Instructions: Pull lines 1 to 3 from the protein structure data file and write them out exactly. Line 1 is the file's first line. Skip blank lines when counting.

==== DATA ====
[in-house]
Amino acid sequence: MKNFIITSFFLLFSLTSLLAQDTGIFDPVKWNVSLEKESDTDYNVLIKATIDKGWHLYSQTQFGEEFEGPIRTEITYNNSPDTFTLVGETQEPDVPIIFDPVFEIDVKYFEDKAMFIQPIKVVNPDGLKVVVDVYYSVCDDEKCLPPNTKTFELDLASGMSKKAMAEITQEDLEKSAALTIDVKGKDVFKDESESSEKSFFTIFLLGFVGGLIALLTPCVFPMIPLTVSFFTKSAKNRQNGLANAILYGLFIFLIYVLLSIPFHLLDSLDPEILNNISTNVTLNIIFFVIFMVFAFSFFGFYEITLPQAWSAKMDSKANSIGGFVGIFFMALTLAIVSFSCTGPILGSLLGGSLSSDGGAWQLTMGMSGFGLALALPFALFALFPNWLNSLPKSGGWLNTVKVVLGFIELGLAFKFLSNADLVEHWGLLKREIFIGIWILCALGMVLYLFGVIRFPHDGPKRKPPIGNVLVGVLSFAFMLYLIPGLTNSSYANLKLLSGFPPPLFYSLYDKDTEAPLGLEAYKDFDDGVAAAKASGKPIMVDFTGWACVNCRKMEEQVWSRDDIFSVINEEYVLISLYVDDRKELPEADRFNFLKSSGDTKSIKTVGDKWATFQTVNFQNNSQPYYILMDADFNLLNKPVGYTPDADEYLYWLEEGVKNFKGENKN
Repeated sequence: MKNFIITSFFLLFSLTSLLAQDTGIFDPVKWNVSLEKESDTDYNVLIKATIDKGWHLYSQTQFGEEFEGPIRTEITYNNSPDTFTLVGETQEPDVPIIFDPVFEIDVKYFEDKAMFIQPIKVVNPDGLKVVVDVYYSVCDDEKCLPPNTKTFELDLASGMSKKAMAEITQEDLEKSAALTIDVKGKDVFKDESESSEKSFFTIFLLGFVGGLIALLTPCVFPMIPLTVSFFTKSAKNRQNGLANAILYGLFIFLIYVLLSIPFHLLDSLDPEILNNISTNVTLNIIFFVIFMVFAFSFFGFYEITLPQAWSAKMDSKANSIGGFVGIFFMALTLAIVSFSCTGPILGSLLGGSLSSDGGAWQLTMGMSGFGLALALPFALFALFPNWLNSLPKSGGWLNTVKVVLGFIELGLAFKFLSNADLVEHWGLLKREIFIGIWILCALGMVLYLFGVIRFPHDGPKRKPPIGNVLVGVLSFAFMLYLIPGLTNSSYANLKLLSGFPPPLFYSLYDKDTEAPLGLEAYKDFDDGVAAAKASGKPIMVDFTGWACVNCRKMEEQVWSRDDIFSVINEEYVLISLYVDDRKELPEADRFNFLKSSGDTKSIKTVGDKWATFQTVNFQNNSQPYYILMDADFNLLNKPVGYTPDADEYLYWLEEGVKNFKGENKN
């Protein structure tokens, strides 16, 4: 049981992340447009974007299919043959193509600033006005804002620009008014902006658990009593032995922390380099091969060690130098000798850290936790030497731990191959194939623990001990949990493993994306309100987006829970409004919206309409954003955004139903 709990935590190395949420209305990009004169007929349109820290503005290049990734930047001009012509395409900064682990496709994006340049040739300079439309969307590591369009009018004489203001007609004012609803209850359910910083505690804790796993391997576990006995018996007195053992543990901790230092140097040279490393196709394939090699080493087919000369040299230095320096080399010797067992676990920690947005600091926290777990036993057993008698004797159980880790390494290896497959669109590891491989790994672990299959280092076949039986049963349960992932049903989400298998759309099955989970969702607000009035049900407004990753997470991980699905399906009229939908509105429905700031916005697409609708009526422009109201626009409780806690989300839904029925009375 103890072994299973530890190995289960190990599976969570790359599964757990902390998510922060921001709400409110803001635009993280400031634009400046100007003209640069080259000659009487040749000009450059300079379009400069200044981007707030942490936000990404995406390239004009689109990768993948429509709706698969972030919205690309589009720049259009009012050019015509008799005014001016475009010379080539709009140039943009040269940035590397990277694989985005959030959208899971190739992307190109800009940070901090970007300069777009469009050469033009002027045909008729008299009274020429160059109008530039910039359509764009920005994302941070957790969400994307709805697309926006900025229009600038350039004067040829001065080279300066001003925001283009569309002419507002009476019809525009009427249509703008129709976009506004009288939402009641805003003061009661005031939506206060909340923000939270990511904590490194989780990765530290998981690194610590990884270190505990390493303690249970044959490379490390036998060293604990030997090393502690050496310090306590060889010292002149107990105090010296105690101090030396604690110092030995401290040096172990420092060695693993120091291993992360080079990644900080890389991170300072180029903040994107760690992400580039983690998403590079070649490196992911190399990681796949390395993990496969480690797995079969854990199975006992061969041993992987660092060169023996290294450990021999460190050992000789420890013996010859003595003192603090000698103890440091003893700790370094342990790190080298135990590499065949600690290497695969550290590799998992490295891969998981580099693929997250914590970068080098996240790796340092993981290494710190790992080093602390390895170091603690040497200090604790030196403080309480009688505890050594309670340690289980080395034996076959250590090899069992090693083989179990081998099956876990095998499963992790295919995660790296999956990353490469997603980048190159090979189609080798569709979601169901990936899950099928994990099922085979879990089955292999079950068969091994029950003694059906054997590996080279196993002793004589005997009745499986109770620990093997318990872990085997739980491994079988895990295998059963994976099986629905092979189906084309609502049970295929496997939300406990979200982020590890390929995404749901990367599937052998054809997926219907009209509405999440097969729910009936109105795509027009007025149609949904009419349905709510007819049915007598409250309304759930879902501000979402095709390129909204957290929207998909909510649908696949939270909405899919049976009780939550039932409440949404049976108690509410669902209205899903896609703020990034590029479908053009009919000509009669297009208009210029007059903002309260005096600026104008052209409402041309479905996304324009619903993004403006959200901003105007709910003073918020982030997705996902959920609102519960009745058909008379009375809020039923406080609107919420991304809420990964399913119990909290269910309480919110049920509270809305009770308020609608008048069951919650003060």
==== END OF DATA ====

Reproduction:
[in-house]
Amino acid sequence: MKNFIITSFFLLFSLTSLLAQDTGIFDPVKWNVSLEKESDTDYNVLIKATIDKGWHLYSQTQFGEEFEGPIRTEITYNNSPDTFTLVGETQEPDVPIIFDPVFEIDVKYFEDKAMFIQPIKVVNPDGLKVVVDVYYSVCDDEKCLPPNTKTFELDLASGMSKKAMAEITQEDLEKSAALTIDVKGKDVFKDESESSEKSFFTIFLLGFVGGLIALLTPCVFPMIPLTVSFFTKSAKNRQNGLANAILYGLFIFLIYVLLSIPFHLLDSLDPEILNNISTNVTLNIIFFVIFMVFAFSFFGFYEITLPQAWSAKMDSKANSIGGFVGIFFMALTLAIVSFSCTGPILGSLLGGSLSSDGGAWQLTMGMSGFGLALALPFALFALFPNWLNSLPKSGGWLNTVKVVLGFIELGLAFKFLSNADLVEHWGLLKREIFIGIWILCALGMVLYLFGVIRFPHDGPKRKPPIGNVLVGVLSFAFMLYLIPGLTNSSYANLKLLSGFPPPLFYSLYDKDTEAPLGLEAYKDFDDGVAAAKASGKPIMVDFTGWACVNCRKMEEQVWSRDDIFSVINEEYVLISLYVDDRKELPEADRFNFLKSSGDTKSIKTVGDKWATFQTVNFQNNSQPYYILMDADFNLLNKPVGYTPDADEYLYWLEEGVKNFKGENKN
Repeated sequence: MKNFIITSFFLLFSLTSLLAQDTGIFDPVKWNVSLEKESDTDYNVLIKATIDKGWHLYSQTQFGEEFEGPIRTEITYNNSPDTFTLVGETQEPDVPIIFDPVFEIDVKYFEDKAMFIQPIKVVNPDGLKVVVDVYYSVCDDEKCLPPNTKTFELDLASGMSKKAMAEITQEDLEKSAALTIDVKGKDVFKDESESSEKSFFTIFLLGFVGGLIALLTPCVFPMIPLTVSFFTKSAKNRQNGLANAILYGLFIFLIYVLLSIPFHLLDSLDPEILNNISTNVTLNIIFFVIFMVFAFSFFGFYEITLPQAWSAKMDSKANSIGGFVGIFFMALTLAIVSFSCTGPILGSLLGGSLSSDGGAWQLTMGMSGFGLALALPFALFALFPNWLNSLPKSGGWLNTVKVVLGFIELGLAFKFLSNADLVEHWGLLKREIFIGIWILCALGMVLYLFGVIRFPHDGPKRKPPIGNVLVGVLSFAFMLYLIPGLTNSSYANLKLLSGFPPPLFYSLYDKDTEAPLGLEAYKDFDDGVAAAKASGKPIMVDFTGWACVNCRKMEEQVWSRDDIFSVINEEYVLISLYVDDRKELPEADRFNFLKSSGDTKSIKTVGDKWATFQTVNFQNNSQPYYILMDADFNLLNKPVGYTPDADEYLYWLEEGVKNFKGENKN